Cross-State Air Pollution Rule (CSAPR)- Where do we stand?
Air pollution has a nasty habit of not respecting state lines. Given that winds blow primarily from west to east in the United States, much of the pollution from the MidWest and the Great Plains ends up having an impact upon the East Coast. The Clean Air Act was drafted with this in mind and contains the “good neighbor” provision in Section 110. CAA Section 110(a)(2)(D)(i)(I) states that a state implementation plan (SIP) must:
“contain adequate provisions… prohibiting… any source or other type of emissions activity within the State from emitting any air pollutant in amounts which will… contribute significantly to nonattainment in, or interfere with maintenance by, any other State with respect to any such national primary or secondary ambient air quality standard”
Needless to say, this creates a hotly contested issue where MidWest and Great Plains states and their respective economies are potentially put at risk for the benefits of people located on the East Coast. As a result, any effort by US EPA to implement the good neighbor provision by proposing interstate transport regulations elicits significant commentary and inevitably litigation. Over the course of a single year, August 2010 until August 2011, US EPA proposed and finalized the Cross-State Air Pollution Rule to replace the previous Clean Air Interstate Rule (CAIR) which had been remanded from the D.C. Circuit to EPA for revision. CSAPR was immediate contested in court for a variety of reasons that will be discussed in this blog later this month. On December 30, 2011, the D.C. Circuit stayed CSAPS pending judicial review.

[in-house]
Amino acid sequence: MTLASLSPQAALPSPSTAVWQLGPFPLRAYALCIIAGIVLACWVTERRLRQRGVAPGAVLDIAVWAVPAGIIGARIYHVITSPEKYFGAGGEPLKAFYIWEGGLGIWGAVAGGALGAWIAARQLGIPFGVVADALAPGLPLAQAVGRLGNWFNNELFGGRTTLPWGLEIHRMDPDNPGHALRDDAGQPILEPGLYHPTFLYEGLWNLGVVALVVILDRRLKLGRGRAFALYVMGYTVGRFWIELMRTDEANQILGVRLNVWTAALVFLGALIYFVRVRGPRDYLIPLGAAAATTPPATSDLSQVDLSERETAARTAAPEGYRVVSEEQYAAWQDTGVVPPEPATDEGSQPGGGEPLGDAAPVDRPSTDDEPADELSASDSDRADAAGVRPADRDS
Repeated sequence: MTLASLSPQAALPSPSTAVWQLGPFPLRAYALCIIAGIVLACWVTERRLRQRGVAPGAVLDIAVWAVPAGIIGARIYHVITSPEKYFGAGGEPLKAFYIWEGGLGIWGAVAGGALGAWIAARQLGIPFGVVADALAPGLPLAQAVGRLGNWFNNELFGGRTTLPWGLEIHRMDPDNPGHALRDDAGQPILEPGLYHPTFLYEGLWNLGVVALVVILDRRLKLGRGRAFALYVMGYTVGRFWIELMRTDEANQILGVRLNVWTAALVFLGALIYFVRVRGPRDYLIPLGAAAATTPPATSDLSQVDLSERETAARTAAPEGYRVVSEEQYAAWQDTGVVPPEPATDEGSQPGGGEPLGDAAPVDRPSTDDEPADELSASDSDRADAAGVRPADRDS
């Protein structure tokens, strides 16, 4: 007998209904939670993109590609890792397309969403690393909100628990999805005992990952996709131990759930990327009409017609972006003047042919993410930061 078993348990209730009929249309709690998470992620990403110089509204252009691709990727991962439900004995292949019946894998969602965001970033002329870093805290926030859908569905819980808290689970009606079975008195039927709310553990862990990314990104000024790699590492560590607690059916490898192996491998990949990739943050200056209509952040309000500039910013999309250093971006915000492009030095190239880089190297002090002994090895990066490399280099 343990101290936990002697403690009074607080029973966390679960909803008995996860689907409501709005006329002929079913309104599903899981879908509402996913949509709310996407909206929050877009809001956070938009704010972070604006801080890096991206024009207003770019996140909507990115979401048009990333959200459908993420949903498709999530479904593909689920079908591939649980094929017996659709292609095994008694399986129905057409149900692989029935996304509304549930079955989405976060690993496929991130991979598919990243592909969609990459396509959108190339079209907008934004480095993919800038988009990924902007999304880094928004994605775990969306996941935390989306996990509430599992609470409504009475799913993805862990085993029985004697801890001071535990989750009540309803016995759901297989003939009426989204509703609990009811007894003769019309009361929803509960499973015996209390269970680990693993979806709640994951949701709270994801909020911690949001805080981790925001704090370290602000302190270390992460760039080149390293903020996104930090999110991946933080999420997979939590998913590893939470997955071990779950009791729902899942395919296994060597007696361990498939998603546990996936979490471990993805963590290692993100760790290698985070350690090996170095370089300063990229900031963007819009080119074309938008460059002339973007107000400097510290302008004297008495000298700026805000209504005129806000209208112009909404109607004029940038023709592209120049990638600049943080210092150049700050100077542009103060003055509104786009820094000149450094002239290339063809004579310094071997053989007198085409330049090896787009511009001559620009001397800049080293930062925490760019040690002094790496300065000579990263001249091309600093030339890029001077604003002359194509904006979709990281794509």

The stay was not a judgment on the merits, instead the stay temporarily halted the implementation of CSAPR and reinstated CAIR until the court had the opportunity to review whether the administrative process for noticing CSAPR as well as the actual substance of CSAPR is valid. On January 18, 2012, the D.C. Circuit issued a briefing schedule for the matter, setting dates for all briefs to be submitted by the parties while stating that oral arguements will be scheduled at a later date. The final briefs for both parties were due March 16, 2012.
If you have any questions regarding CSAPR, CAIR, or interstate air pollution, contact us at 773-609-5320, email@example.com, or through our web contact form.
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